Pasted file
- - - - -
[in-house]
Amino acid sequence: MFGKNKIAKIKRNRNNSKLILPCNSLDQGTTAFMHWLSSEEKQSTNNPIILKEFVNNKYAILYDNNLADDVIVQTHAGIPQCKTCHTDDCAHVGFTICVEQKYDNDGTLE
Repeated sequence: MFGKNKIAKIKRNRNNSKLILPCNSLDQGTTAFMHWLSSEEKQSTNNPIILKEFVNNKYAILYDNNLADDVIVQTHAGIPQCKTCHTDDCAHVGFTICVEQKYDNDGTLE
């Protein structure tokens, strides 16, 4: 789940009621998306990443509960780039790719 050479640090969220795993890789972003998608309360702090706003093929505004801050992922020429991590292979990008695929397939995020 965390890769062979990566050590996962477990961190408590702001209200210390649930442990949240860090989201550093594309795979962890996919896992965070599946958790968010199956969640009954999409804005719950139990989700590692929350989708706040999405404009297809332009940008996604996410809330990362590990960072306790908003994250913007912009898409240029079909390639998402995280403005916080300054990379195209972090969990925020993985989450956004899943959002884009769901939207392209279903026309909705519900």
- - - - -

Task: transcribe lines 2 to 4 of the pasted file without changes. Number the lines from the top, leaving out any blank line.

Amino acid sequence: MFGKNKIAKIKRNRNNSKLILPCNSLDQGTTAFMHWLSSEEKQSTNNPIILKEFVNNKYAILYDNNLADDVIVQTHAGIPQCKTCHTDDCAHVGFTICVEQKYDNDGTLE
Repeated sequence: MFGKNKIAKIKRNRNNSKLILPCNSLDQGTTAFMHWLSSEEKQSTNNPIILKEFVNNKYAILYDNNLADDVIVQTHAGIPQCKTCHTDDCAHVGFTICVEQKYDNDGTLE
């Protein structure tokens, strides 16, 4: 789940009621998306990443509960780039790719 050479640090969220795993890789972003998608309360702090706003093929505004801050992922020429991590292979990008695929397939995020 965390890769062979990566050590996962477990961190408590702001209200210390649930442990949240860090989201550093594309795979962890996919896992965070599946958790968010199956969640009954999409804005719950139990989700590692929350989708706040999405404009297809332009940008996604996410809330990362590990960072306790908003994250913007912009898409240029079909390639998402995280403005916080300054990379195209972090969990925020993985989450956004899943959002884009769901939207392209279903026309909705519900």